Rasharkin decision is latest evidence of Parades Commission ‘getting tough'
THE decision to ban Dervock Young Defenders from Rasharkin on Friday is the latest example of a recent 'get tough' policy by the Parades Commission.
While restrictions have been placed on bands before, the commission took decisive action following complaints about the behaviour of bandsmen during a Twelfth parade in Ballycastle last month.
The action comes just days after it banned a republican anti-internment march from passing through Belfast city centre, citing concerns by traders and violence last year.
It sends out a signal to bands and parade organisers that this panel is not afraid to take difficult decisions.
The hardline stance coincides with speculation that the commission's days may be numbered following a commitment to examine the parades issue in last year's Fresh Start Agreement.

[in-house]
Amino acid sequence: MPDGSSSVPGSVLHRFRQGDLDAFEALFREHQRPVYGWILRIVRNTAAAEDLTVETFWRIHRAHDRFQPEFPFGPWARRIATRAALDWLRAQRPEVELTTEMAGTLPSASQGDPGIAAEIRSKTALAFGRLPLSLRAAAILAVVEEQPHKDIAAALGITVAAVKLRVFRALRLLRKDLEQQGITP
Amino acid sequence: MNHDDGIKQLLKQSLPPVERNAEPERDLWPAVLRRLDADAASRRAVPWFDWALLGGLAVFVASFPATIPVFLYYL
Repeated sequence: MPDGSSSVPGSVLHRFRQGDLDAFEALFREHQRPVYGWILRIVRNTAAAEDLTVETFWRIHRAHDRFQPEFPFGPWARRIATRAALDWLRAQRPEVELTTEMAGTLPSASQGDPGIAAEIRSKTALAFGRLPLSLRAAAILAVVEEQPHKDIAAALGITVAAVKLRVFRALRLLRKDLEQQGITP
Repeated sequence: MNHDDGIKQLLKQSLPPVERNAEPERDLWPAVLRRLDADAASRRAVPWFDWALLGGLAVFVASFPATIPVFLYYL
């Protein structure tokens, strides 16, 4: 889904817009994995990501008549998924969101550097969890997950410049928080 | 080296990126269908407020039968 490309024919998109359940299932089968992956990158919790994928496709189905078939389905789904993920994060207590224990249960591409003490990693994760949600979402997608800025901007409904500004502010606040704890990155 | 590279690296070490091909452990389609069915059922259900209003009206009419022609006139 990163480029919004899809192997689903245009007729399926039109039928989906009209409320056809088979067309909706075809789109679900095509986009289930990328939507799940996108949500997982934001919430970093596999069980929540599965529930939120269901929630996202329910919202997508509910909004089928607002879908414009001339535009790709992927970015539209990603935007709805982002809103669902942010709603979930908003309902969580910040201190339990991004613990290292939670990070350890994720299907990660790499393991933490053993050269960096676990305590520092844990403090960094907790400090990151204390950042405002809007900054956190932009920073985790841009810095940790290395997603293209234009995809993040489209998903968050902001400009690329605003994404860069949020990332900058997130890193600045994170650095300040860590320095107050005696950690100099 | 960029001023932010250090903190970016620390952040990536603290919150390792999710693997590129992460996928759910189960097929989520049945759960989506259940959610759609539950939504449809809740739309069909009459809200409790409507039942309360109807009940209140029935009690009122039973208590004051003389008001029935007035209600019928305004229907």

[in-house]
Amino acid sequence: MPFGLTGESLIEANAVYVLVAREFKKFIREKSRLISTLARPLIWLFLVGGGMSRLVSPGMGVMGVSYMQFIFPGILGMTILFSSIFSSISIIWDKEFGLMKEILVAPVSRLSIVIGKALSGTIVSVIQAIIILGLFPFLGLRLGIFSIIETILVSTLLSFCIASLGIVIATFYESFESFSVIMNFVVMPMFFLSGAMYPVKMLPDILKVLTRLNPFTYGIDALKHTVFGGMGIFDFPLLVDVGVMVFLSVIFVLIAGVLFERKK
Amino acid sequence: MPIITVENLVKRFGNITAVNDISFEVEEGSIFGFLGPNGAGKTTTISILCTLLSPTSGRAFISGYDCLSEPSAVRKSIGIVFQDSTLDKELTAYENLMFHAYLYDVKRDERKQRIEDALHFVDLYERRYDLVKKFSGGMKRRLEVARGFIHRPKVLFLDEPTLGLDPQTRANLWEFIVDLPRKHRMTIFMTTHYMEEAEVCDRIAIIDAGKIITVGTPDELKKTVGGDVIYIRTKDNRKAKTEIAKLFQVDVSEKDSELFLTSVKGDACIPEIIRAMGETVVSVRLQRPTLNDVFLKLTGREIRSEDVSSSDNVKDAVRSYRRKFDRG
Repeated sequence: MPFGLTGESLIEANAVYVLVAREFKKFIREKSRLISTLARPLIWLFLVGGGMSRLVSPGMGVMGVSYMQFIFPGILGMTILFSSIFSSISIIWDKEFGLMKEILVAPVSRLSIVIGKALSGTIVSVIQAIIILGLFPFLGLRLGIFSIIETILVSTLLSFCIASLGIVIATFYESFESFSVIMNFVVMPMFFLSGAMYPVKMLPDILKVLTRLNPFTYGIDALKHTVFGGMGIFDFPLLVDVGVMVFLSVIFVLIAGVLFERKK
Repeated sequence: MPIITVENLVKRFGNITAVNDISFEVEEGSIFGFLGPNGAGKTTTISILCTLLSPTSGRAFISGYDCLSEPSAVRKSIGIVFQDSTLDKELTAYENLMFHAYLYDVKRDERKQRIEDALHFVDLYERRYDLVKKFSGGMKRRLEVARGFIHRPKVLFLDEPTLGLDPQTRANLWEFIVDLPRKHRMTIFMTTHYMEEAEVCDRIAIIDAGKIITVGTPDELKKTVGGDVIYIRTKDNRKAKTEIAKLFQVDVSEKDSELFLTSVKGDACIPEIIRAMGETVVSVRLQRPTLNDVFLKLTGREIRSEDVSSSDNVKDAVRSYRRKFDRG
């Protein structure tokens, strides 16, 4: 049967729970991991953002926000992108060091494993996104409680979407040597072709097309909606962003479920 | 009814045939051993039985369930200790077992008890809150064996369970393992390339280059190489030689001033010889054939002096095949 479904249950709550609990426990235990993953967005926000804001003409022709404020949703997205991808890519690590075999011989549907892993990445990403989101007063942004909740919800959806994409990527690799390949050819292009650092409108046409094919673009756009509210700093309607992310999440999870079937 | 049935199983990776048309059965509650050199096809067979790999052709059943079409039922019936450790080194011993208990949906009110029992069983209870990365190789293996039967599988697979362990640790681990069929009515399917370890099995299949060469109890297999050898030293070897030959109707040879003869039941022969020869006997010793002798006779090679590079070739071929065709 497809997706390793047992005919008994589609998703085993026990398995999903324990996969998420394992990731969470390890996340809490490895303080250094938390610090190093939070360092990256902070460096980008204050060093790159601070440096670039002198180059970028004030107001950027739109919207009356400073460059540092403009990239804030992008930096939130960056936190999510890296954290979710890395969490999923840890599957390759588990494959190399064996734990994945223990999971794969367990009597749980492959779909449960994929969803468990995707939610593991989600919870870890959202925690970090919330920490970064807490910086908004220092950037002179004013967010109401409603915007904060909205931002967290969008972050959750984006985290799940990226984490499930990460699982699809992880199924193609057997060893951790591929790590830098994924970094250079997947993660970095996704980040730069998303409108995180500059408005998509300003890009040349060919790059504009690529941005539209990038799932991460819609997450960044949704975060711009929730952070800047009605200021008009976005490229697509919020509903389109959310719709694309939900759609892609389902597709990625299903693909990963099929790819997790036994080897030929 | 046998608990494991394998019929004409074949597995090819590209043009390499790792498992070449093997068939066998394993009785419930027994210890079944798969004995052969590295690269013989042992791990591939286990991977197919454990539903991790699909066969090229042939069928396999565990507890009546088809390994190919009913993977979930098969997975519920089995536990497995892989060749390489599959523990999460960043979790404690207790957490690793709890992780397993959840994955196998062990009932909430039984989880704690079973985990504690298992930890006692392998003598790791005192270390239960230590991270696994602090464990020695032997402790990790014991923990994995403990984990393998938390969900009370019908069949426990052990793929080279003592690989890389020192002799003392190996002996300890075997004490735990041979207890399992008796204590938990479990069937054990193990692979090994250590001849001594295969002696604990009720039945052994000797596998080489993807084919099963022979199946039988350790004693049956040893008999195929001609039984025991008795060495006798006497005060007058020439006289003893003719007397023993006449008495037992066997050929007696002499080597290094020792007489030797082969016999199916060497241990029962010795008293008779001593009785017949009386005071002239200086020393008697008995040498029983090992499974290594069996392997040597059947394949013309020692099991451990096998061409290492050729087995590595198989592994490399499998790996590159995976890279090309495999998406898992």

Whether it will take the step of banning larger and potentially more disruptive loyalist parades from Belfast city centre in future remains to be seen.
The current panel, who took up post in January 2014, got off to a shaky start when it granted permission for an Orange Order march to pass along a section of the Garvaghy Road in Portadown.
The potentially explosive decision was later overturned after nationalists vented their anger.
However, the commission's placing of a blanket ban on playing music outside St Patrick’s Church in Belfast in recent years has resulted in a nationalist protest being lifted and marches passing off peacefully.
And earlier this year there was surprise when it told members of the Orange Order they could not walk through a peaceline gate into a nationalist area at Workman Avenue in west Belfast.
The July 12 period and wider marching season have been the most peaceful in recent years.